The Massachusetts Horticultural Society Digitized Its Botanical Prints
Flora and fauna for days.
More than 1,000 rare botanical prints are now online for your viewing pleasure, courtesy of the Massachusetts Horticultural Society, the Boston Public Library, and the Digital Commonwealth.
The oldest prints date back to 1620, and continue through 1969. Previously, most of the illustrations were only viewed by horticultural scholars and scientists during visits to the Mass Hort library. It took three months to digitize and catalog the prints, which have been divided into categories like plants, flowers, fruit, orchids, lilies, roses, cherries, and grapes.
“Digitizing the prints in the 21st century is what the Massachusetts Horticultural Society is doing to encourage people to really connect again to the natural environment, and to learn more about gardens and plants,” Katherine Macdonald, executive director of the Massachusetts Horticultural Society, told Boston.
She says the digital portal allows for the public to cultivate an appreciation for the art and science of horticulture from the comfort of their own homes.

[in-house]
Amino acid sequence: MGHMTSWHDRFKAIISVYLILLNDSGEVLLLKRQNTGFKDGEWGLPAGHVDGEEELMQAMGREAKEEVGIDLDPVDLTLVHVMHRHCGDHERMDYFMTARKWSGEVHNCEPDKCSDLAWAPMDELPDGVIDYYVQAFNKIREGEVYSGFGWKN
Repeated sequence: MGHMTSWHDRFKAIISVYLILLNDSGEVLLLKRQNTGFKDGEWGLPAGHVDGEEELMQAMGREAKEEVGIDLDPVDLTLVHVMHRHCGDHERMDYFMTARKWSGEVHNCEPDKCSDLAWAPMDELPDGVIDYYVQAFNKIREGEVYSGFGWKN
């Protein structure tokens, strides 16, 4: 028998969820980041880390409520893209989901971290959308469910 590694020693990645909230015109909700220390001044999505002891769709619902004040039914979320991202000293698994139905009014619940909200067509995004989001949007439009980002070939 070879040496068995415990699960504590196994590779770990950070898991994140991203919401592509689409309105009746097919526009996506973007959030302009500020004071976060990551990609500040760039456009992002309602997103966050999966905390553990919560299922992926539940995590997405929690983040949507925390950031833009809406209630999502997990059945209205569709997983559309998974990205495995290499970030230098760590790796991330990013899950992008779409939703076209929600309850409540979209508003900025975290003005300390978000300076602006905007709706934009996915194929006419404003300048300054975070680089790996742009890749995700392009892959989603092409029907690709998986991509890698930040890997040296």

“It’s in the same vein of trying to share information in a way that’s accessible by more people than just ones who come here,” Macdonald says. “Letting people enjoy the prints is part of our mission.”
The digital collection includes the work of noted botanical illustrator and Hingham native Isaac Sprague. The only other major collections of Sprague’s work can be found at the Smithsonian, the Museum of Fine Arts Boston, the Boston Athenaeum, and Harvard University.
The Massachusetts Horticultural Society is home to the oldest horticultural library in the United States. It dates back to 1829, and contains contains prints, books, collections of seed catalogs, and other rare materials. Today, Mass Hort is known for its annual Flower & Garden Show—its first major exhibit was mounted in 1968 in Horticultural Hall on Mass Ave. (coincidentally, the building where Boston offices are located.)